In the world of strawberries, the idea of separate sexes never really gained much of a foothold. This was probably due to the fact that they simply lack the feet. However, it could also because they are hermaphrodites. This wonderful abundance of sexual options allows strawberries the ability to avoid all the bother of gender-identification and pollen production altogether and devote the totality of their time and energy to being tasty.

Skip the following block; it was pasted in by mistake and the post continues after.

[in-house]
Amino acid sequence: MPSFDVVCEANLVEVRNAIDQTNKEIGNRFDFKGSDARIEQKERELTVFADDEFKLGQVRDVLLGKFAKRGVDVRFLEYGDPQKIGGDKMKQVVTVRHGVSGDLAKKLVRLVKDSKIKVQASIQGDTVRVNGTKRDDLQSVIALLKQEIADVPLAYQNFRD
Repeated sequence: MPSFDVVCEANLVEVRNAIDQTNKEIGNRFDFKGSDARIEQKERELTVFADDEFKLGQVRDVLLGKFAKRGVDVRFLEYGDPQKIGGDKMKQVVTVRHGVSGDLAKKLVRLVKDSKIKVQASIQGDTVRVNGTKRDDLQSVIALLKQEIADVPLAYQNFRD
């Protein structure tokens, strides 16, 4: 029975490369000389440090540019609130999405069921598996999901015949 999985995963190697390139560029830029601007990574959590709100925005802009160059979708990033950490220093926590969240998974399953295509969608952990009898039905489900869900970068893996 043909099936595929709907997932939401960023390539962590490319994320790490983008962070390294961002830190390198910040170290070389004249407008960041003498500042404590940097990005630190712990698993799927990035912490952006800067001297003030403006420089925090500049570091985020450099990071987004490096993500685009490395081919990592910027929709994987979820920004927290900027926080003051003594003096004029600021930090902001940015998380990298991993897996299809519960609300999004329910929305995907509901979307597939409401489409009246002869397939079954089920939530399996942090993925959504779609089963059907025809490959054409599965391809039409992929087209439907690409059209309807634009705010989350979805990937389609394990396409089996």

Though there once was a superabundance of strawberrry varieties abounding in greenhouses throughout North America, today most cultivated strawberries are likely descended from just two parent varieties: fragaria virginian and fragaria chiloensis.
The hybrid of these two, called Fragaria ananassa, or “Pineapple Strawberry”, was cultivated by Europeans over two centuries ago, and is now the main strawberry variety found in nearly all the kitchens and gardens of the United States.